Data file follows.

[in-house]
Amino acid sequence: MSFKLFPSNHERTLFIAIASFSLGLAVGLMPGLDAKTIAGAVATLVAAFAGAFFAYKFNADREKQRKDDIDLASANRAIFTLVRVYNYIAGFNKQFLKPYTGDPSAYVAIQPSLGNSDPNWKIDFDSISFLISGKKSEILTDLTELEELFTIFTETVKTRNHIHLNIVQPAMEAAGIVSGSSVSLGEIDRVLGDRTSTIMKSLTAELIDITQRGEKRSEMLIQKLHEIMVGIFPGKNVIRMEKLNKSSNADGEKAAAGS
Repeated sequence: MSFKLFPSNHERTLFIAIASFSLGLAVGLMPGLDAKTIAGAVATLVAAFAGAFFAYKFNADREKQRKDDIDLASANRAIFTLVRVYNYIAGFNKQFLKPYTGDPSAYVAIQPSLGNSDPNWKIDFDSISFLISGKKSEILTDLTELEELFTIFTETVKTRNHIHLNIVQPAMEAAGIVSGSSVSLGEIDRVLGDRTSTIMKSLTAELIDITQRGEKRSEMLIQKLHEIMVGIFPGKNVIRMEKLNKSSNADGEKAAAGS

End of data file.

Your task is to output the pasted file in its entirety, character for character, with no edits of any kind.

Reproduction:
[in-house]
Amino acid sequence: MSFKLFPSNHERTLFIAIASFSLGLAVGLMPGLDAKTIAGAVATLVAAFAGAFFAYKFNADREKQRKDDIDLASANRAIFTLVRVYNYIAGFNKQFLKPYTGDPSAYVAIQPSLGNSDPNWKIDFDSISFLISGKKSEILTDLTELEELFTIFTETVKTRNHIHLNIVQPAMEAAGIVSGSSVSLGEIDRVLGDRTSTIMKSLTAELIDITQRGEKRSEMLIQKLHEIMVGIFPGKNVIRMEKLNKSSNADGEKAAAGS
Repeated sequence: MSFKLFPSNHERTLFIAIASFSLGLAVGLMPGLDAKTIAGAVATLVAAFAGAFFAYKFNADREKQRKDDIDLASANRAIFTLVRVYNYIAGFNKQFLKPYTGDPSAYVAIQPSLGNSDPNWKIDFDSISFLISGKKSEILTDLTELEELFTIFTETVKTRNHIHLNIVQPAMEAAGIVSGSSVSLGEIDRVLGDRTSTIMKSLTAELIDITQRGEKRSEMLIQKLHEIMVGIFPGKNVIRMEKLNKSSNADGEKAAAGS